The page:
National education policies in India, including a groundbreaking national right-to-education law passed in 2010, have flooded the country's schools with tens of millions of previously unenrolled students, many to its fast-growing private school sector that positioned itself as an alternative to the struggling public education system there.
Much like the school choice policies that brought the growth of charter schools and other educational models in the United States in recent years, the policy changes in India are now raising comparison questions: Are the new school models better than the old ones? Are private schools better than public schools?
Two Michigan State University professors have attempted to address those questions. A recent study they conducted about schools in India contends that when socioeconomic measures are factored in, public school students perform about evenly with private school students.
"I'm not disputing that the public system needs attention, but it would be wrong to claim that there is this perfect alternative that is coming into play and it's working," Amita Chudgar, a co-author of the study and an assistant professor of educational administration at Michigan State, said in a phone interview. Her study, co-authored with Elizabeth Quin, a doctoral student of economics at MSU, and partially funded by the U.S. Department of Education's Institute for Education Sciences, was published in a recent edition of the Economics of Education Review.
The study used data from a nationwide survey of more than 41,000 families in India conducted by the University of Maryland and the National Council of Applied Economic Research. Families were asked about their socioeconomic and education backgrounds. Children ages 8 to 11 within those families were also given assessments on reading, writing, and math skills developed by Pratham, an Indian nonprofit organization that focuses on serving low-income students.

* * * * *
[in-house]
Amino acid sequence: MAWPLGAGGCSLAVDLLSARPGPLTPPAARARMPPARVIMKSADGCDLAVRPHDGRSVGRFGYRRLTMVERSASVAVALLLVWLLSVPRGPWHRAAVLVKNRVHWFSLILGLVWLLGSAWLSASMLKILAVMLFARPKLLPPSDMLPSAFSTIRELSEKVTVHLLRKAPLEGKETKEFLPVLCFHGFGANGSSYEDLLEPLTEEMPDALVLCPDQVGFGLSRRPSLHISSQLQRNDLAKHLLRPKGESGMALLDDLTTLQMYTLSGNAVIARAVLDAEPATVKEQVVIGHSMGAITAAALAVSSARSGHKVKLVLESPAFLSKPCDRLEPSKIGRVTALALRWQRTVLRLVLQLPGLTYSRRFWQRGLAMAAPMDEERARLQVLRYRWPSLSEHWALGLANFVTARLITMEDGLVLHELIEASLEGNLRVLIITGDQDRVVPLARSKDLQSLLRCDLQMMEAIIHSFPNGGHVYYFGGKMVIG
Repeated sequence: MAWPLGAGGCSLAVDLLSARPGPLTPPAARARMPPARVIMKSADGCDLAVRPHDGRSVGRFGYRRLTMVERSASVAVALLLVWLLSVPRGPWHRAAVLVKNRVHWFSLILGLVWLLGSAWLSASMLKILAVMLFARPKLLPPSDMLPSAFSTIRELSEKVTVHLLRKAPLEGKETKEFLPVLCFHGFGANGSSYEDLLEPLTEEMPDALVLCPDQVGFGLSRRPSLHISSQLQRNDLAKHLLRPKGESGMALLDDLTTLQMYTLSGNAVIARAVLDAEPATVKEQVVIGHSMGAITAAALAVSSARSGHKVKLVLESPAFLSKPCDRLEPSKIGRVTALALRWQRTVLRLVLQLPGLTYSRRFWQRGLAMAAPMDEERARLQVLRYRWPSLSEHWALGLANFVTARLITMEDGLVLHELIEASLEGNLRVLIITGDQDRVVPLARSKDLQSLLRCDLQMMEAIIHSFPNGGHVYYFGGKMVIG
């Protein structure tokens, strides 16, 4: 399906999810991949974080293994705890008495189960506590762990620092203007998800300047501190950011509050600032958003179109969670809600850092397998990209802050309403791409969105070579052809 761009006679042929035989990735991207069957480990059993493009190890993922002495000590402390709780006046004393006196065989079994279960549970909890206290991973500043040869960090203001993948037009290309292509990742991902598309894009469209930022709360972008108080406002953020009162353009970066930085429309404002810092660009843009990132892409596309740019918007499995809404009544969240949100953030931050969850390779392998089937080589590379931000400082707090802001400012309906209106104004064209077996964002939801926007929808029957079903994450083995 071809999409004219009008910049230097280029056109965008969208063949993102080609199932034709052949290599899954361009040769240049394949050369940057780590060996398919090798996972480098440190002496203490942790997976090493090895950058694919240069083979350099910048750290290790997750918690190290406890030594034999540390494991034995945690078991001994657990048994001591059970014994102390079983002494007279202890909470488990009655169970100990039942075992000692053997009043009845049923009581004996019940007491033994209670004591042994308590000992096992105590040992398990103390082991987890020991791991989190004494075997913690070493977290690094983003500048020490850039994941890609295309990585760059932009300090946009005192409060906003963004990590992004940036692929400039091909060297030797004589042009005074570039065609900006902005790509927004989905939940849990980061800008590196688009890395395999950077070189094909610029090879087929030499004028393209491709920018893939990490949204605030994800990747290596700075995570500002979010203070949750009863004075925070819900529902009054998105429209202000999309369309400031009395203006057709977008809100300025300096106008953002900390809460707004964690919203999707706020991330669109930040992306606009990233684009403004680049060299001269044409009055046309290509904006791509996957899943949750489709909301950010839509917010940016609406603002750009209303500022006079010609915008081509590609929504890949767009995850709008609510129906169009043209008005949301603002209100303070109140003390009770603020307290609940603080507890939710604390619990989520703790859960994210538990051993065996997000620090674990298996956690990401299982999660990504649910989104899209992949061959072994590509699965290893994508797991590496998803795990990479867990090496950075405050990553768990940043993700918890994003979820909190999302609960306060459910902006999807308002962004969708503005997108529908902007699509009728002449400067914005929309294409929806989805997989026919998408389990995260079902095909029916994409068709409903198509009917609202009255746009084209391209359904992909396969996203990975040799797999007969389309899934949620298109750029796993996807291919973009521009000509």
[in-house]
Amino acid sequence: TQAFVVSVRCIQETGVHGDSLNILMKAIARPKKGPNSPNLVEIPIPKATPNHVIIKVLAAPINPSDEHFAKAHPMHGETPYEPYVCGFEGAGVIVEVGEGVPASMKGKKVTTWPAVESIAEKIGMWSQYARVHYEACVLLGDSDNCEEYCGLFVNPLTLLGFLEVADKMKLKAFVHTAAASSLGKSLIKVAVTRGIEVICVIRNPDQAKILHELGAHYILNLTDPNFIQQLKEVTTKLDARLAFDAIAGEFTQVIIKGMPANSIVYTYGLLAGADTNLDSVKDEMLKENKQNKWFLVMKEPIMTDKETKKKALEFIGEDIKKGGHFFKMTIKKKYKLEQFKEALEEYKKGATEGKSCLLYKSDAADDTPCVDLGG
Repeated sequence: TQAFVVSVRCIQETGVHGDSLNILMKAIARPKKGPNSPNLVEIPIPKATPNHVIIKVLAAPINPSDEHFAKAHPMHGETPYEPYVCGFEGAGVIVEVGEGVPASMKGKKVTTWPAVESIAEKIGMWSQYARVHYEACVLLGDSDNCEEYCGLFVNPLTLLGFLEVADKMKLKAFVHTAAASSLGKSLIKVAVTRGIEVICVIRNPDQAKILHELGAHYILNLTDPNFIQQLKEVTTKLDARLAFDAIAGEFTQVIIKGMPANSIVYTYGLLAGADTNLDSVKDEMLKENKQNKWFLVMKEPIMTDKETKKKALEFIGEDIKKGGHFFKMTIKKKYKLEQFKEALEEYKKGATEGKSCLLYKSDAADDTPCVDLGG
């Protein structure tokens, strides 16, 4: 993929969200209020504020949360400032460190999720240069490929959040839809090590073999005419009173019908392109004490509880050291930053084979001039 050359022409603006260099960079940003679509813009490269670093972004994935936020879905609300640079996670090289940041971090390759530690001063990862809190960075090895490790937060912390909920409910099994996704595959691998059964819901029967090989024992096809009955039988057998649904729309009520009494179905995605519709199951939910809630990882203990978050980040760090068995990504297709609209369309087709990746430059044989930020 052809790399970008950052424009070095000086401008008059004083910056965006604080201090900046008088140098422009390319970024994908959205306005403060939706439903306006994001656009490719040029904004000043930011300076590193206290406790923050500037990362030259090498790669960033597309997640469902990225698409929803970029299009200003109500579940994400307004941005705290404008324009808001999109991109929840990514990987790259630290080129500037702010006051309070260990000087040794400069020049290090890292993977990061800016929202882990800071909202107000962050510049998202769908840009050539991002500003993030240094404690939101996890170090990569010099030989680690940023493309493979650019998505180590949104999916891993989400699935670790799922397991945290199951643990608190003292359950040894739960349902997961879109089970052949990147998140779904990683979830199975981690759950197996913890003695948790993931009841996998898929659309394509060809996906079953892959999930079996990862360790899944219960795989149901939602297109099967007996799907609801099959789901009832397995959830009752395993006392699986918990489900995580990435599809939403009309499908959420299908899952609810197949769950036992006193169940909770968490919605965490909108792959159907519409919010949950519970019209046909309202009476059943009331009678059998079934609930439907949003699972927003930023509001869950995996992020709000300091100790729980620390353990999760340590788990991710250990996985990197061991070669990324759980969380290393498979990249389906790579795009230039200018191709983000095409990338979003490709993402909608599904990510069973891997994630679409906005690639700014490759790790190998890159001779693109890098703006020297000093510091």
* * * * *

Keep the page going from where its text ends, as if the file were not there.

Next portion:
Results from the survey showed that proficiency scores among private school students exceeded that of public school students. But as Chudgar and Quin note, tuition fees for private school students' families was exponentially larger than that of public school students, and household income was more than double. The comparison was "apples to oranges," Chudgar said.
So Chudgar and Quin used the survey data to create a socioeconomic indicator score for each family based on household income, English fluency, adults' education level, and several other factors. They then isolated a few thousand students that had similar socioeconomic scores and nearly identical household incomes, about half of which attended public schools and half attended private schools.
Among those students, public school students' assessment results on all subject areas were about the same as their private school counterparts.
Chudgar acknowledges there are limitations to the study. The assessments measured basic skills so the variance in schools' curricula wouldn't muddy results, but that approach sacrificed depth of learning. And she conceded that in a country of 1 billion people, 41,000 families is still a small sample size.
But the debate over private vs. public schools in India is a heated one, without much data to inform the conversation, Chudgar said. India is as troubled with the idea of for-profit education as the United States is, James Tooley, author of "The Beautiful Tree," a book about private schools in India, and a co-founder of Omega Schools, a for-profit chain of private schools in Ghana, said recently at a forum on for-profit education in Washington (more on that forum is forthcoming on this blog).
The Indian government is trying to bridge the two sectors—it offers "private aided" schools, which are government-funded schools that are privately operated, but the government has a larger role in those schools than American school districts have in charter schools, Chudgar said. In April, the government announced plans to open 2,500 new schools under public-private partnerships over the next five years, part of a larger plan to open 6,000 new schools over the next five years.
Chudgar said the study is merely meant to shed light on actual accountability measures in India's schools, rather than provide ammunition for either side.
"I would by no means say that this study says private schools don't work," she said. "It just says it's something to look at."